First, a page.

Human Rights Watch says Ecuador has made progress but more remains to be done

Jan 20, 2018 | 8 comments

The international human rights monitoring group, Human Rights Watch (HRW), says significant improvements have been made in Ecuador’s human rights record but that serious problems remain.

Human Rights Watch director Kenneth Roth

In its 2017 annual report, HRW says that Ecuador has lifted many restrictions on the freedom of the press, freedom of speech and assembly, and has relaxed government rules restricting the rights of non-governmental organizations.

It credited the improvements to new president Lenin Moreno, who has rejected some of the policies of former president Rafael Correa.

“The new president ended his predecessor’s practice of publicly threatening and harassing independent journalists, human rights defenders and critics,” the HRW report said. “We are encouraged by these positive changes and expect more will come.”

The report also applauded improvements in the country’s court system. “The judiciary enjoys more independence today than it has in years, thanks to the new government.” In a note accompanying the report, HRW said that, on occasion, Correa personally intervened in court cases and communicated directly with the director of the country’s judicial council when he disagreed with judgments. It some cases, the notes add, Correa asked for the dismissal of judges.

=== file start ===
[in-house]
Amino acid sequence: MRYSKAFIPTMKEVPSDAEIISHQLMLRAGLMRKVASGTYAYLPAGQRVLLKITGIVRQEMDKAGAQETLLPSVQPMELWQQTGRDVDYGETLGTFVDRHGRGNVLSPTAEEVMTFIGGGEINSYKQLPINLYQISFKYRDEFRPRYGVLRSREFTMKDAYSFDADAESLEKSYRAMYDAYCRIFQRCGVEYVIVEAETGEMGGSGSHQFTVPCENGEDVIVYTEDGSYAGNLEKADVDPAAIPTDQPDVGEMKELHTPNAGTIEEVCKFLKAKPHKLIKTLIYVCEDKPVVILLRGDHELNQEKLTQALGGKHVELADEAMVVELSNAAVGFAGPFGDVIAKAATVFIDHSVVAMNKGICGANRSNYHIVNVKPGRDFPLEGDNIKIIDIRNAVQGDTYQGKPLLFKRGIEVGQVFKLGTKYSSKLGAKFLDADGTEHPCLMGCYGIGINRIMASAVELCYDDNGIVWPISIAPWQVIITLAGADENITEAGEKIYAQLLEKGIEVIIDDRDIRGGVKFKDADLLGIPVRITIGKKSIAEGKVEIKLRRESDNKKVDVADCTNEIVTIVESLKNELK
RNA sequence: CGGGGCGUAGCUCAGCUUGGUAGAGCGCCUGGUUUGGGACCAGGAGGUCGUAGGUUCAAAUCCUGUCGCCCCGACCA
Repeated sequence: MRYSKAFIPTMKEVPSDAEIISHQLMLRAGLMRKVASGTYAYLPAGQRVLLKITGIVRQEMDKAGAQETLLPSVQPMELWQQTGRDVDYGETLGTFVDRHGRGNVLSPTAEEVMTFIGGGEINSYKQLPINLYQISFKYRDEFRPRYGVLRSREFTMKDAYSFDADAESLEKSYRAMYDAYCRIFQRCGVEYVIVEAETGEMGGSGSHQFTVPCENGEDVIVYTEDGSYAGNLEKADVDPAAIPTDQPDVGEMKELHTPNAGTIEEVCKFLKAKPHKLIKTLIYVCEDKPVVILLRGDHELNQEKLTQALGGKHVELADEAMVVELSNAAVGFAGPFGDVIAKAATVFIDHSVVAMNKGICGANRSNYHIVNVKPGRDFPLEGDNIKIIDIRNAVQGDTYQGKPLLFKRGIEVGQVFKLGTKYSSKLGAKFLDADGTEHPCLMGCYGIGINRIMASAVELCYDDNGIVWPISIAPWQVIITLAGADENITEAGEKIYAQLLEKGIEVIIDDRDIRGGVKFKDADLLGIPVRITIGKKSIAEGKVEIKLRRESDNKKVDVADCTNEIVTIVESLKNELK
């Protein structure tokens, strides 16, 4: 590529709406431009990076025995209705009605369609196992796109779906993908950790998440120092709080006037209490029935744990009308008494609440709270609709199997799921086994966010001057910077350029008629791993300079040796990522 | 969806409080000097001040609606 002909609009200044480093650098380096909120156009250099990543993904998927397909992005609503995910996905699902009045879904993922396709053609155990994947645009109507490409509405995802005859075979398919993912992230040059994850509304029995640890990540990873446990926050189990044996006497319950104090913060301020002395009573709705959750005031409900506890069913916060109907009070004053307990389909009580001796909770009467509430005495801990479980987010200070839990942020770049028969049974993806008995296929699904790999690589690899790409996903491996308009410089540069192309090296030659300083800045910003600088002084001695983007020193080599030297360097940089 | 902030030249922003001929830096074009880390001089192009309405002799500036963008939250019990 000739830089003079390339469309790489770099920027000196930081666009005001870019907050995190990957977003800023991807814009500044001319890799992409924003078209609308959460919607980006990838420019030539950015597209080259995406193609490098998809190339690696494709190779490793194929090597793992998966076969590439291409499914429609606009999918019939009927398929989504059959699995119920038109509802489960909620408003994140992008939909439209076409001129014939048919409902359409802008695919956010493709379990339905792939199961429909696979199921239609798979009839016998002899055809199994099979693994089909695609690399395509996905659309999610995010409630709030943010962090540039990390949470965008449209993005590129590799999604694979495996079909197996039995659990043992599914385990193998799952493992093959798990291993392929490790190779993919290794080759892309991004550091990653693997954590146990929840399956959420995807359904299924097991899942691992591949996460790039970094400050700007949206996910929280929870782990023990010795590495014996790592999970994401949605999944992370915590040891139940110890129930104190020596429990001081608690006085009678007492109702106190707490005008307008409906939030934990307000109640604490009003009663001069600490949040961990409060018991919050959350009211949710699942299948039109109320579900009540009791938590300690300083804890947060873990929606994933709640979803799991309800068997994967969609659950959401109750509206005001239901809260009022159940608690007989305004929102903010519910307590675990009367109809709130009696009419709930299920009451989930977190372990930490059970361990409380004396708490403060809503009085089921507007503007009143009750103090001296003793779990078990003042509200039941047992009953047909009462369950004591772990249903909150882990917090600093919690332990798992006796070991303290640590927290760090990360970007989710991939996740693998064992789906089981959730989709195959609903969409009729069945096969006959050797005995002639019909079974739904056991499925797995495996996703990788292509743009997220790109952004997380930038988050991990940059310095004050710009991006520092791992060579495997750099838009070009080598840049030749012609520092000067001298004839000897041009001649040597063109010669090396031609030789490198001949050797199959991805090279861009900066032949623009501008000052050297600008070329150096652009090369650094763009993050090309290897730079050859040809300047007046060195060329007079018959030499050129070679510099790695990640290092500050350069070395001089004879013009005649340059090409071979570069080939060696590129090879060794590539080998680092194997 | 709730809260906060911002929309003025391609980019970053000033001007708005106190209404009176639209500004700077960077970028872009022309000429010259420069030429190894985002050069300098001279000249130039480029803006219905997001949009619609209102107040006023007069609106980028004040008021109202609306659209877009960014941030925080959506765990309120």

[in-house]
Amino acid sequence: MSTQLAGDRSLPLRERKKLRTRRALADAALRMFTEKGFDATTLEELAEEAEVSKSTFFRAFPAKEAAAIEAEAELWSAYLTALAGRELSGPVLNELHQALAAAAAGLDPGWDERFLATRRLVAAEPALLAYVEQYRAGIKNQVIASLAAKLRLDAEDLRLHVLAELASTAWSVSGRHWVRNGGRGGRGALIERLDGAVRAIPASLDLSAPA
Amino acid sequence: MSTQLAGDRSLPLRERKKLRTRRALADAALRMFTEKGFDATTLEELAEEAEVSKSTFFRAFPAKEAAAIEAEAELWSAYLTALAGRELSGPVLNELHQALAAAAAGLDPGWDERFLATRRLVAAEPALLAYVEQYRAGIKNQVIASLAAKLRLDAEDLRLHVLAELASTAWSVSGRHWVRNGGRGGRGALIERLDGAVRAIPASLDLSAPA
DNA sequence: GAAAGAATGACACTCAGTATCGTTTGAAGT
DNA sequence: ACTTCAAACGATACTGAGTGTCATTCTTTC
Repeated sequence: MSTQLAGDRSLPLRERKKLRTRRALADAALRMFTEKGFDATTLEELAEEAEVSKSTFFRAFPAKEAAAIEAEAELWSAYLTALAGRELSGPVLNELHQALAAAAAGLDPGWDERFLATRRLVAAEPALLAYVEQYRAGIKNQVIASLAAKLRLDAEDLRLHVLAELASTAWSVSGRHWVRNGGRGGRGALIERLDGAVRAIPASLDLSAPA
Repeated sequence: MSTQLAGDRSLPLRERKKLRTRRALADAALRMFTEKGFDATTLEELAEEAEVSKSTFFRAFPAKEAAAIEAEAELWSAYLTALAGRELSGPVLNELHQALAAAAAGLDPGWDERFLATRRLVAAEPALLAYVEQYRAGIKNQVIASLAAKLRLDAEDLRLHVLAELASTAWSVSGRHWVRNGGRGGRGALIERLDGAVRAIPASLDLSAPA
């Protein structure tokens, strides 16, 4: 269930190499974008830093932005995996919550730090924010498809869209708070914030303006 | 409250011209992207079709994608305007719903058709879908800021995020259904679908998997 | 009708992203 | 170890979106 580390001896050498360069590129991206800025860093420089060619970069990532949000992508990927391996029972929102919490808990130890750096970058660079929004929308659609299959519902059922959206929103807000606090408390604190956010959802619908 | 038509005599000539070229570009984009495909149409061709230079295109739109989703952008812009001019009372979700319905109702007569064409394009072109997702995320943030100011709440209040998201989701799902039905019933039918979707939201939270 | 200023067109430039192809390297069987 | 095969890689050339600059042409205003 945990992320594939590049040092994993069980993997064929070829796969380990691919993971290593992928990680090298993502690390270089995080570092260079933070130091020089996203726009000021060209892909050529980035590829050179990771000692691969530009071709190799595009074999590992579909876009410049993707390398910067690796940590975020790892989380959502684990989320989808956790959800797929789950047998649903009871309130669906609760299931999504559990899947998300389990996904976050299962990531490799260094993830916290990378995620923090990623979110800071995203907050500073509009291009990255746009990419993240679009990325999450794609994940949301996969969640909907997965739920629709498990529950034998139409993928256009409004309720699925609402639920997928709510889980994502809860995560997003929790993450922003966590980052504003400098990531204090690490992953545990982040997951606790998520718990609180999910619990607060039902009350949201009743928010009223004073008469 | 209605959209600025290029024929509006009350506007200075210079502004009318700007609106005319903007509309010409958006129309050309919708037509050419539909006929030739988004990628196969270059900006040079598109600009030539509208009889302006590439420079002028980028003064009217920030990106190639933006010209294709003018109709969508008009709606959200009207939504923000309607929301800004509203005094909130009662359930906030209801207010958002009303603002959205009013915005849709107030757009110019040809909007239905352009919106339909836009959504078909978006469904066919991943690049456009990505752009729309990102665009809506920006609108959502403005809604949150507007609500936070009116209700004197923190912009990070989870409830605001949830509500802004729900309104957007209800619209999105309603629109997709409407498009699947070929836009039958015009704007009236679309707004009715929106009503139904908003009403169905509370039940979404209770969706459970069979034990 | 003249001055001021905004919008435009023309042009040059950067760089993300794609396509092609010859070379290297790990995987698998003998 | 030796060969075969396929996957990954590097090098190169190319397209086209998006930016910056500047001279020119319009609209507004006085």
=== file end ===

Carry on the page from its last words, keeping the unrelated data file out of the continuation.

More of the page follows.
HRW said, however, that much more needs to be done to improve the country’s overall record on human rights. “Ecuador still faces serious human rights problems, such as regulations that grant the government broad powers to restrict freedom of expression, limited judicial independence, sub-standard prison conditions, and restrictions on access, by women and girls to reproductive health care.”

Specifically, HRW recommends the revision of Ecuador’s communication law and the elimination of Superintendencia of Communications (Supercom), which it says can still be used to muzzle the press. “The current president had ended repressive policies against the press but legislation remains on the books that can be used in the future against those the government disagrees with.”

HRW also urged the country to update its libel and defamation laws, which it called ambiguous and “out of step with those of vigorous democracies.”

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